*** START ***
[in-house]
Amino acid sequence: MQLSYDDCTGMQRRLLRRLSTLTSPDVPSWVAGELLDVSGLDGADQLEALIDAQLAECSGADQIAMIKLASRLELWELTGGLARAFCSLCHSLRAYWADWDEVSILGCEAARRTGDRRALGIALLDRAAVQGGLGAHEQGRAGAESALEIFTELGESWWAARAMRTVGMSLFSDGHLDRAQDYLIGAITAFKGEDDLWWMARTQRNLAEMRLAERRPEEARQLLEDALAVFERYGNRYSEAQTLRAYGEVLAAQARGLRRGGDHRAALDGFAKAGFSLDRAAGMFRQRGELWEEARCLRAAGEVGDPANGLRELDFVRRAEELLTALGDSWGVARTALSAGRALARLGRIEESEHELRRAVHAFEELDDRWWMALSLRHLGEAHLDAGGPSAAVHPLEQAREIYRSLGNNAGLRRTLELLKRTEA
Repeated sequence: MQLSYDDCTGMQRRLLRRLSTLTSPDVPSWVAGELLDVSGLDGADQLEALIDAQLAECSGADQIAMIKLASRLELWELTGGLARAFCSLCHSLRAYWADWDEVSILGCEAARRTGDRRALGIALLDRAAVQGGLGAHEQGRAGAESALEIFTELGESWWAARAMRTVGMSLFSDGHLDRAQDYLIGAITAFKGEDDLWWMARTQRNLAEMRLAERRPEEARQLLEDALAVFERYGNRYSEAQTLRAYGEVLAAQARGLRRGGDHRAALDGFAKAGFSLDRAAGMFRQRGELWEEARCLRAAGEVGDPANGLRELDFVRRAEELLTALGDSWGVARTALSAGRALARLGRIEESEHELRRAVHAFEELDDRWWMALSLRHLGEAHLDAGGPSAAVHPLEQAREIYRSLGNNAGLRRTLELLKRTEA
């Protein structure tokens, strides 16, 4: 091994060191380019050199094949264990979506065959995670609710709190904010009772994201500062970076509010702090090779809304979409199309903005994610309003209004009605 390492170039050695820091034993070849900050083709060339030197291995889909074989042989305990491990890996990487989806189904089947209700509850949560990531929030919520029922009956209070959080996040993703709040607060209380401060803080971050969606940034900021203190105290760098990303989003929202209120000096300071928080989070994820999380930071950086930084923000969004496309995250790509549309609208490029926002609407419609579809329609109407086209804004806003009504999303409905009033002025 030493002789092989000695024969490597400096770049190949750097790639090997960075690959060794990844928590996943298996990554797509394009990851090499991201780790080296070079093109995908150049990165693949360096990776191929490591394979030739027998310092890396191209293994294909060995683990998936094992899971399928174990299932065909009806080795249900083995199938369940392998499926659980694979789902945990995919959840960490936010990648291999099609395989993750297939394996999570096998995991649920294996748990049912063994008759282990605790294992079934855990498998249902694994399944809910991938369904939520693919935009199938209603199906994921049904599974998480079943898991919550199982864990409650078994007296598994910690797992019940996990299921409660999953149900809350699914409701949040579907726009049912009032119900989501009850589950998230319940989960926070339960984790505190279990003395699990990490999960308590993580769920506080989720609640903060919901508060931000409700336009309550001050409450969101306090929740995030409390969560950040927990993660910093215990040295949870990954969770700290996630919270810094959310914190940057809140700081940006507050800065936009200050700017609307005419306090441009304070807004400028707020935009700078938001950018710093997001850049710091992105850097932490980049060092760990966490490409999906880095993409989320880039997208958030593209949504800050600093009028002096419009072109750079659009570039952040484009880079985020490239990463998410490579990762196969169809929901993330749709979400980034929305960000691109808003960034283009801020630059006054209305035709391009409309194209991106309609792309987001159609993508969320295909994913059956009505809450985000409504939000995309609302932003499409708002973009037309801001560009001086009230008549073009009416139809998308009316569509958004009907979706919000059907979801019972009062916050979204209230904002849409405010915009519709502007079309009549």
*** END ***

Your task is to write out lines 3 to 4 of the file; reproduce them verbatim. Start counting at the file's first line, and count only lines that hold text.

Repeated sequence: MQLSYDDCTGMQRRLLRRLSTLTSPDVPSWVAGELLDVSGLDGADQLEALIDAQLAECSGADQIAMIKLASRLELWELTGGLARAFCSLCHSLRAYWADWDEVSILGCEAARRTGDRRALGIALLDRAAVQGGLGAHEQGRAGAESALEIFTELGESWWAARAMRTVGMSLFSDGHLDRAQDYLIGAITAFKGEDDLWWMARTQRNLAEMRLAERRPEEARQLLEDALAVFERYGNRYSEAQTLRAYGEVLAAQARGLRRGGDHRAALDGFAKAGFSLDRAAGMFRQRGELWEEARCLRAAGEVGDPANGLRELDFVRRAEELLTALGDSWGVARTALSAGRALARLGRIEESEHELRRAVHAFEELDDRWWMALSLRHLGEAHLDAGGPSAAVHPLEQAREIYRSLGNNAGLRRTLELLKRTEA
């Protein structure tokens, strides 16, 4: 091994060191380019050199094949264990979506065959995670609710709190904010009772994201500062970076509010702090090779809304979409199309903005994610309003209004009605 390492170039050695820091034993070849900050083709060339030197291995889909074989042989305990491990890996990487989806189904089947209700509850949560990531929030919520029922009956209070959080996040993703709040607060209380401060803080971050969606940034900021203190105290760098990303989003929202209120000096300071928080989070994820999380930071950086930084923000969004496309995250790509549309609208490029926002609407419609579809329609109407086209804004806003009504999303409905009033002025 030493002789092989000695024969490597400096770049190949750097790639090997960075690959060794990844928590996943298996990554797509394009990851090499991201780790080296070079093109995908150049990165693949360096990776191929490591394979030739027998310092890396191209293994294909060995683990998936094992899971399928174990299932065909009806080795249900083995199938369940392998499926659980694979789902945990995919959840960490936010990648291999099609395989993750297939394996999570096998995991649920294996748990049912063994008759282990605790294992079934855990498998249902694994399944809910991938369904939520693919935009199938209603199906994921049904599974998480079943898991919550199982864990409650078994007296598994910690797992019940996990299921409660999953149900809350699914409701949040579907726009049912009032119900989501009850589950998230319940989960926070339960984790505190279990003395699990990490999960308590993580769920506080989720609640903060919901508060931000409700336009309550001050409450969101306090929740995030409390969560950040927990993660910093215990040295949870990954969770700290996630919270810094959310914190940057809140700081940006507050800065936009200050700017609307005419306090441009304070807004400028707020935009700078938001950018710093997001850049710091992105850097932490980049060092760990966490490409999906880095993409989320880039997208958030593209949504800050600093009028002096419009072109750079659009570039952040484009880079985020490239990463998410490579990762196969169809929901993330749709979400980034929305960000691109808003960034283009801020630059006054209305035709391009409309194209991106309609792309987001159609993508969320295909994913059956009505809450985000409504939000995309609302932003499409708002973009037309801001560009001086009230008549073009009416139809998308009316569509958004009907979706919000059907979801019972009062916050979204209230904002849409405010915009519709502007079309009549």